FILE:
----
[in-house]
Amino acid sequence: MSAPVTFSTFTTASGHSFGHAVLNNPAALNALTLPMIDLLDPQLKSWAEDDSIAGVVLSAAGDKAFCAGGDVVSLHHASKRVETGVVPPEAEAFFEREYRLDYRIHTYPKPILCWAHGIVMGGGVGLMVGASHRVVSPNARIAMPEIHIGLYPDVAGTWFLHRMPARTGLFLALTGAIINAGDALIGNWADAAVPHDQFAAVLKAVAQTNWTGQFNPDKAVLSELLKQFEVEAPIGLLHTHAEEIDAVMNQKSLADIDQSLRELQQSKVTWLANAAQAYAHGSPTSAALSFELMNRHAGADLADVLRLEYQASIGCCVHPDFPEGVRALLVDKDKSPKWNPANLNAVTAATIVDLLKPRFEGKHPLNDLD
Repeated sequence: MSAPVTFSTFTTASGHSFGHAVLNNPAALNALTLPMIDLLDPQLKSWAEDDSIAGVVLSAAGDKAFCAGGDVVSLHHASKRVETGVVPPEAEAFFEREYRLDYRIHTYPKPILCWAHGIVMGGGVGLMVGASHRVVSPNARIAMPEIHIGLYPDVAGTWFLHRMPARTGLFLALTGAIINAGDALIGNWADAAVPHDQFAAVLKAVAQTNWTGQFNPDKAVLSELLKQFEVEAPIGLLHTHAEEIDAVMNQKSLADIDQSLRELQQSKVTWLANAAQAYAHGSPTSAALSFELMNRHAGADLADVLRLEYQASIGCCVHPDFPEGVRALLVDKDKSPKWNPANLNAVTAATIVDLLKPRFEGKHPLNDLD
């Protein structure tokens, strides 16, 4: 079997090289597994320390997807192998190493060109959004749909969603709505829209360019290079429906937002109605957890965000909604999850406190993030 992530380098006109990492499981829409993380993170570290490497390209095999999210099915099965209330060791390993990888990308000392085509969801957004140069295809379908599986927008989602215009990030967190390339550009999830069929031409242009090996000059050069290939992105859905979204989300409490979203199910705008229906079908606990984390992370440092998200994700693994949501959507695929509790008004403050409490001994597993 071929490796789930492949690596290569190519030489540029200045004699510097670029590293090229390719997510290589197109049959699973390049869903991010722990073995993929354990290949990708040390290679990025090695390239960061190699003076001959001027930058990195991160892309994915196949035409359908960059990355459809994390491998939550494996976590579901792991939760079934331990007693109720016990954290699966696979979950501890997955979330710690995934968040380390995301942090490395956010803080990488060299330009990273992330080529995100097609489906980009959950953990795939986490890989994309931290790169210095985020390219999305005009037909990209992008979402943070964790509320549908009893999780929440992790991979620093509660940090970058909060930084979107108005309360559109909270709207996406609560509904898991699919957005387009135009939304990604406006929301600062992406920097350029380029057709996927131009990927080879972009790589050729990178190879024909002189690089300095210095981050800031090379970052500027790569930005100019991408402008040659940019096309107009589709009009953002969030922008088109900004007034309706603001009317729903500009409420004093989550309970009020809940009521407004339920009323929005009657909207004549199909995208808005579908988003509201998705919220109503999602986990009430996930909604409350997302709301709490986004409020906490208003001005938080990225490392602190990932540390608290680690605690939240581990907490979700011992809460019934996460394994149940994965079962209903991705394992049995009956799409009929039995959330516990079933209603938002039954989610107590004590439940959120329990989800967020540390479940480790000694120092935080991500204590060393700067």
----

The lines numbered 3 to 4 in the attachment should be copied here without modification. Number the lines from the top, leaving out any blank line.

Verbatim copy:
Repeated sequence: MSAPVTFSTFTTASGHSFGHAVLNNPAALNALTLPMIDLLDPQLKSWAEDDSIAGVVLSAAGDKAFCAGGDVVSLHHASKRVETGVVPPEAEAFFEREYRLDYRIHTYPKPILCWAHGIVMGGGVGLMVGASHRVVSPNARIAMPEIHIGLYPDVAGTWFLHRMPARTGLFLALTGAIINAGDALIGNWADAAVPHDQFAAVLKAVAQTNWTGQFNPDKAVLSELLKQFEVEAPIGLLHTHAEEIDAVMNQKSLADIDQSLRELQQSKVTWLANAAQAYAHGSPTSAALSFELMNRHAGADLADVLRLEYQASIGCCVHPDFPEGVRALLVDKDKSPKWNPANLNAVTAATIVDLLKPRFEGKHPLNDLD
């Protein structure tokens, strides 16, 4: 079997090289597994320390997807192998190493060109959004749909969603709505829209360019290079429906937002109605957890965000909604999850406190993030 992530380098006109990492499981829409993380993170570290490497390209095999999210099915099965209330060791390993990888990308000392085509969801957004140069295809379908599986927008989602215009990030967190390339550009999830069929031409242009090996000059050069290939992105859905979204989300409490979203199910705008229906079908606990984390992370440092998200994700693994949501959507695929509790008004403050409490001994597993 071929490796789930492949690596290569190519030489540029200045004699510097670029590293090229390719997510290589197109049959699973390049869903991010722990073995993929354990290949990708040390290679990025090695390239960061190699003076001959001027930058990195991160892309994915196949035409359908960059990355459809994390491998939550494996976590579901792991939760079934331990007693109720016990954290699966696979979950501890997955979330710690995934968040380390995301942090490395956010803080990488060299330009990273992330080529995100097609489906980009959950953990795939986490890989994309931290790169210095985020390219999305005009037909990209992008979402943070964790509320549908009893999780929440992790991979620093509660940090970058909060930084979107108005309360559109909270709207996406609560509904898991699919957005387009135009939304990604406006929301600062992406920097350029380029057709996927131009990927080879972009790589050729990178190879024909002189690089300095210095981050800031090379970052500027790569930005100019991408402008040659940019096309107009589709009009953002969030922008088109900004007034309706603001009317729903500009409420004093989550309970009020809940009521407004339920009323929005009657909207004549199909995208808005579908988003509201998705919220109503999602986990009430996930909604409350997302709301709490986004409020906490208003001005938080990225490392602190990932540390608290680690605690939240581990907490979700011992809460019934996460394994149940994965079962209903991705394992049995009956799409009929039995959330516990079933209603938002039954989610107590004590439940959120329990989800967020540390479940480790000694120092935080991500204590060393700067």